Using Generics in C#
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by Joydip Kanjilal
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What are Generics?

According to MSDN, "Generics introduce to the .NET Framework the concept of type parameters, which make it possible to design classes and methods that defer the specification of one or more types until the class or method is declared and instantiated by client code." By using Generics, classes and methods can work uniformly on the values of different types. Generics facilitate type safety, improved performance and reduced code. It promotes the usage of parameterized types on our types and is also known as parametric polymorphism. The Common Language Runtime (CLR) compiles any Generic type to IL and Metadata as it does with the other types; but it stores added information pertaining to the generic types which is used to bind the generic type to a specific type at runtime when the generic type is instantiated. Note that for generic types that are bound to value types, the generic types are instantiated for each value type that it is bound to. Unlike this, for generic types that are bond to reference types, the generic type instance refers to the location in memory of the reference type to which it is bound for all the instances of the generic type. The following code snippet in Listing 1 illustrates how a generic type can be implemented.

Listing 1

public class Test<T>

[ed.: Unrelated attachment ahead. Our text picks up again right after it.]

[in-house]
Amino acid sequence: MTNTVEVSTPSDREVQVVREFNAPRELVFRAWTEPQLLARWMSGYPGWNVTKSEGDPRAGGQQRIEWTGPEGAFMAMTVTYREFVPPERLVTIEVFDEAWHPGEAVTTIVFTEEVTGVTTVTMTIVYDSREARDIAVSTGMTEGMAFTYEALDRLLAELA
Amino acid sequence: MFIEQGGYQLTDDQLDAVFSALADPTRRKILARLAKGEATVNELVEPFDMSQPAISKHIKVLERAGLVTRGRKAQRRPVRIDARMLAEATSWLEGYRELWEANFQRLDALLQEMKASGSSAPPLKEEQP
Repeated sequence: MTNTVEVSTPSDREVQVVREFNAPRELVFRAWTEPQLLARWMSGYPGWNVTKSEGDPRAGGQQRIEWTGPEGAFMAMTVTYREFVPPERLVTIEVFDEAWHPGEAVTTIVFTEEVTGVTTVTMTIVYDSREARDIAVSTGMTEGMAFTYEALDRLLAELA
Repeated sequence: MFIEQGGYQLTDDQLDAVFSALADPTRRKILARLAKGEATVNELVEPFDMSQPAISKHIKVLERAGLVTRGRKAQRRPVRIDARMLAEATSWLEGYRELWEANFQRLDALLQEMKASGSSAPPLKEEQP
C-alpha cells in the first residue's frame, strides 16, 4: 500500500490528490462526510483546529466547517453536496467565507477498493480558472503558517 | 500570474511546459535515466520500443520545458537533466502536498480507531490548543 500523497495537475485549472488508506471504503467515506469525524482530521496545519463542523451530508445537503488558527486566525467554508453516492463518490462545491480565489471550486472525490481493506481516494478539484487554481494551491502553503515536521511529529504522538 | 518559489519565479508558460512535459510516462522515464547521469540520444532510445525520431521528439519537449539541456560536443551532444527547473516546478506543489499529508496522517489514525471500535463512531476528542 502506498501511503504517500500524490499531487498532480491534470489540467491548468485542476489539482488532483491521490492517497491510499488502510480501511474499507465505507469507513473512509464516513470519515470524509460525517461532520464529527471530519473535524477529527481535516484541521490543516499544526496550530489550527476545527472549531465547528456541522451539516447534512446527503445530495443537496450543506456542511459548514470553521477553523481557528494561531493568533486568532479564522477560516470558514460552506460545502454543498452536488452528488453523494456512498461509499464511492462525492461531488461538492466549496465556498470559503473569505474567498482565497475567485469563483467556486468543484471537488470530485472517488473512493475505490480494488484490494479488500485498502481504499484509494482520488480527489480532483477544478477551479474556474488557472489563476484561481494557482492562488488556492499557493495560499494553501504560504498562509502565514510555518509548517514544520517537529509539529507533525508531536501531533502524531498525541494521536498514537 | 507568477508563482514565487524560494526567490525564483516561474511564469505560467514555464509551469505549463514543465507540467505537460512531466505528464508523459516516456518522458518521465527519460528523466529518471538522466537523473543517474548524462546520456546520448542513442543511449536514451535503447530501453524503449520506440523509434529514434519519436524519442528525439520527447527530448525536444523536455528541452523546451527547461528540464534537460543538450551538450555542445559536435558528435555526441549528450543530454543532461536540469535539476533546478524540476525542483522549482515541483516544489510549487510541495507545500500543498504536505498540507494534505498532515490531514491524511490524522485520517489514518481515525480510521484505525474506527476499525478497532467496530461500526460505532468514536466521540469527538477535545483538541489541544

{
    public void Display() 
      {
          //Some code
      }
//Other members
}

We may say that the type parameter is an unbound type as it is not bound to any specific type. When we instantiate this class, the generic type has to be bound to a particular type as shown in the code snippet in Listing 2.

Listing 2

Test<int> test = new Test<int>();

Note that in the code snippet above, the resulting type called "test" is a bound type. The code example in Listing 3 shows how we can use a generic method on varied types.

Listing 3: Implementing a generic method

using System;  
using System.Collections.Generic;  
 
   class Test  
   {  
      static void Main( string[] args )  
      {  
        Test t = new Test();
        int[] integerArray = {1,2,3,4,5,6};  
        char[] characterArray = { 'J', 'O', 'Y', 'D', 'I','P' };   
        double[] doubleArray = {0.1,0.2,0.3,0.4,0.5,0.6};  
         Console.WriteLine( "Displaying the contents of the integer array:--" );  
         t.Display(integerArray);
         Console.WriteLine( "Displaying the contents of the character array:--" );
         t.Display(characterArray);
         Console.WriteLine( "Displaying the contents of the double array:--" );
         t.Display(doubleArray);
      }   
     
      public void Display< GenericArray >( GenericArray[] array )  
      {  
         for (int i = 0; i< array.Length; i++)  
            Console.WriteLine(array[i]);  
      }
   }

The following points sum up the basic advantages of using Generics.

·         Code Efficiency

·         Enhanced performance

·         Type Safety and reliability

·         Maintainability of code


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